Mapmakers and the Lost Magic has a lot of promise, but it does not live up to that promise. If you are seeking an insightful book on politics, power, and oppression, other books have done a similar plotline and they have done it more effectively. With all the compelling middle grade graphic novels out there, this one is not really fleshed out enough or original enough to feel necessary.

2 star review

Skandar and the Unicorn Thief by A. F. Steadman

Skandar and the Unicorn Thief

Information

GoodreadsSkandar and the Unicorn Thief
Series: Skandar #1
Age Category: Middle Grade
Source: Library
Published: 2022

Summary

Skandar Smith dreams of leaving the Mainland to join the Island as a unicorn rider. All he has to do is pass the Hatchery exam, and he will be one of the chosen few to travel to the island and hatch a real, life unicorn. But not the type of unicorns people on the Mainland thought were cute (and imaginary). Real life unicorns are vicious, violent creatures who can control the elements, and share that magic with their bonded riders.

But the Hatchery exam does not go as planned, and Skandar finds his world shrinking–until a stranger knocks on his door at midnight and smuggles him onto the Island. People are disappearing, and a mysterious figure known as the Weave is stealing unicorns. And Skandar might be the only one who can save the Island.

Star Divider

Review

Skandar and the Unicorn Thief proved a bit of a rollercoaster read for me. While it starts out feeling a bit slow and rather derivative, over time the pace picks up and the action drew me in. I initially thought I would end up DNFing the book, but discovered that I eventually enjoyed it for what it is–a fun middle grade fantasy that does not try to do much of anything new, but does relish in bringing out all the old favorite tropes. A solid read I think tween readers especially will enjoy.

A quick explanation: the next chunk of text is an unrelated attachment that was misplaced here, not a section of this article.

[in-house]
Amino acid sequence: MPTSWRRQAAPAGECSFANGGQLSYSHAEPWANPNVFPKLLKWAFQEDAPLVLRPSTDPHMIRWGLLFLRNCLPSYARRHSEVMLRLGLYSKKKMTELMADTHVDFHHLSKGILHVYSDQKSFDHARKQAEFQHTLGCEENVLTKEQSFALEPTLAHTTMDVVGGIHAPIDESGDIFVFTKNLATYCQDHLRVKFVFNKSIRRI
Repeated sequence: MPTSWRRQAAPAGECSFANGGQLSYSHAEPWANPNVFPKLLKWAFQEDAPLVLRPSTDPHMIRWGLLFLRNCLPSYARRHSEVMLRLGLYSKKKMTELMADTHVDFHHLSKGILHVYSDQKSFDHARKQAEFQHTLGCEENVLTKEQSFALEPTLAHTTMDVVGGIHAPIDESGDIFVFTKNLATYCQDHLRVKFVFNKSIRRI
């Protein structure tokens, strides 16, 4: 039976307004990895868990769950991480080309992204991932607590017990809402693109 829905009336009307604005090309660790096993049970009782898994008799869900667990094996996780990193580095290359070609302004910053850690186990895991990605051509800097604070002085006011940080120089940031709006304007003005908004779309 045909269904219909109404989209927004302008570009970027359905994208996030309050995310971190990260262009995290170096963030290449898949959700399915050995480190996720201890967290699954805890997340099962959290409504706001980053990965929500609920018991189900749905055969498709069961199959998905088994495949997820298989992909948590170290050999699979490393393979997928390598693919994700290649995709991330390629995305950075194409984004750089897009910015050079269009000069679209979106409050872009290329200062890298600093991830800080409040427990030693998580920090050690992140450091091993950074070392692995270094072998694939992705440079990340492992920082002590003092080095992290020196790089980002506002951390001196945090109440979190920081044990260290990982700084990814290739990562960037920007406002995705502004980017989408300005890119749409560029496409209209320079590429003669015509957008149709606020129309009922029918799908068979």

The main draw for Skandar and the Unicorn Thief is presumably the “twist” on unicorn lore–the book makes a big deal out of noting that unicorns in this world are not the cute, rainbow-pooping creatures trending in pop culture right now, but rather vicious monsters who can kill. There are actually numerous fantasy books were unicorns are presented as wild and dangerous, so it’s not that original. However, I will accept that today’s tweens are so immersed in the glittery kind of unicorns that this might seem incredibly weird and innovative to the target audience.

And that’s the main draw, initially. “Look how scary these things are!” the book shouts. “They shoot lightning! They can trample you to death!” The dangerousness of unicorns is so hyped up, I began to wonder exactly why the protagonist wanted a unicorn of his own. Unicorn riders are treated as international celebrities, and audiences gather worldwide to watch the riders and their unicorns fight it out to see who will be in charge of the unicorn Island. But…it all seems so bloodthirsty! Why should I sympathize with Skandar wanting a unicorn of his very own so he can try to kill or maim another rider just so he can be on TV?? But this is to wonder too much. I think it’s just supposed to be like Pokemon, where you watch “caring” humans battle and injure their beloved animals and cheer them on instead of reporting them to the authorities responsible for animal welfare. So, if you or your child likes Pokemon, maybe Skandar and the Unicorn Thief is for you!

Despite all the hype about these bizarrely non-sparkly unicorns, however, the beginning feels slow. I felt like I could have been reading just about any other middle grade fantasy and getting a similar experience. The worldbuilding tried for something unique, but making the boarding school be a series of treehouses did not feel all that innovative. Then, once the pacing picked up, it felt choppy, with Skandar and his friends too easily completing different tasks that should have been impossible for a bunch of new students with almost no training.